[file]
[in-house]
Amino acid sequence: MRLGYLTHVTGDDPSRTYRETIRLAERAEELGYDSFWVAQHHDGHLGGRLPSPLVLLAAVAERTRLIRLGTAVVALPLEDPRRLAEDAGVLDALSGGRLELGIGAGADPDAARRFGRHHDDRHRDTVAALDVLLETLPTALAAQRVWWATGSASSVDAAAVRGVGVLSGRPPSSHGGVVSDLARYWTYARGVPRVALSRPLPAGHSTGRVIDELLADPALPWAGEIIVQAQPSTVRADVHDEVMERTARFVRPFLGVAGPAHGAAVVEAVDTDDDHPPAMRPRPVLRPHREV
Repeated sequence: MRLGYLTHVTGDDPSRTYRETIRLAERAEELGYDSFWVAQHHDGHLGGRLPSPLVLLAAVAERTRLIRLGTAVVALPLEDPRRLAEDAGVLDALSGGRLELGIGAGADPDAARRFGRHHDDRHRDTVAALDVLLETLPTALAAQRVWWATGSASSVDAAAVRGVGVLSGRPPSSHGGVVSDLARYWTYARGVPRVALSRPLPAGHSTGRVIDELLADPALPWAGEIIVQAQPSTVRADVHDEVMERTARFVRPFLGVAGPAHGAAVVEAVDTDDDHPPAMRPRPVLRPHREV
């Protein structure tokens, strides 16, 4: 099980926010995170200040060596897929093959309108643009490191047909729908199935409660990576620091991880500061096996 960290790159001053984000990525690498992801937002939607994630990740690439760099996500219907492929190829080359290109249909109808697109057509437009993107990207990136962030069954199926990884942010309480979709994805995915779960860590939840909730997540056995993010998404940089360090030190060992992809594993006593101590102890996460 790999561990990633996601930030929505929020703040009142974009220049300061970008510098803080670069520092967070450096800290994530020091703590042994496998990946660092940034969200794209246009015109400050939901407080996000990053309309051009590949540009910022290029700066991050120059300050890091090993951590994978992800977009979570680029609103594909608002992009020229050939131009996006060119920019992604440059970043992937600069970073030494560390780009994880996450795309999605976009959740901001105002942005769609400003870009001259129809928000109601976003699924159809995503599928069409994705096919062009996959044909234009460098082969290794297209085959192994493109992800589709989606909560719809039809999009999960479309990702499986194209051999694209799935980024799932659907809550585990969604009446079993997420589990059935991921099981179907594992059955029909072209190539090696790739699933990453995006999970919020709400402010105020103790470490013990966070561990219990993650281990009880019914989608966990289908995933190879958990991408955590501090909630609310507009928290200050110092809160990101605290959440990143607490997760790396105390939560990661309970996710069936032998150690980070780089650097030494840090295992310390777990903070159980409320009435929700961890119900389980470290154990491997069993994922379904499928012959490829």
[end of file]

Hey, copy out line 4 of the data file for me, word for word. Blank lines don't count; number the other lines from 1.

């Protein structure tokens, strides 16, 4: 099980926010995170200040060596897929093959309108643009490191047909729908199935409660990576620091991880500061096996 960290790159001053984000990525690498992801937002939607994630990740690439760099996500219907492929190829080359290109249909109808697109057509437009993107990207990136962030069954199926990884942010309480979709994805995915779960860590939840909730997540056995993010998404940089360090030190060992992809594993006593101590102890996460 790999561990990633996601930030929505929020703040009142974009220049300061970008510098803080670069520092967070450096800290994530020091703590042994496998990946660092940034969200794209246009015109400050939901407080996000990053309309051009590949540009910022290029700066991050120059300050890091090993951590994978992800977009979570680029609103594909608002992009020229050939131009996006060119920019992604440059970043992937600069970073030494560390780009994880996450795309999605976009959740901001105002942005769609400003870009001259129809928000109601976003699924159809995503599928069409994705096919062009996959044909234009460098082969290794297209085959192994493109992800589709989606909560719809039809999009999960479309990702499986194209051999694209799935980024799932659907809550585990969604009446079993997420589990059935991921099981179907594992059955029909072209190539090696790739699933990453995006999970919020709400402010105020103790470490013990966070561990219990993650281990009880019914989608966990289908995933190879958990991408955590501090909630609310507009928290200050110092809160990101605290959440990143607490997760790396105390939560990661309970996710069936032998150690980070780089650097030494840090295992310390777990903070159980409320009435929700961890119900389980470290154990491997069993994922379904499928012959490829």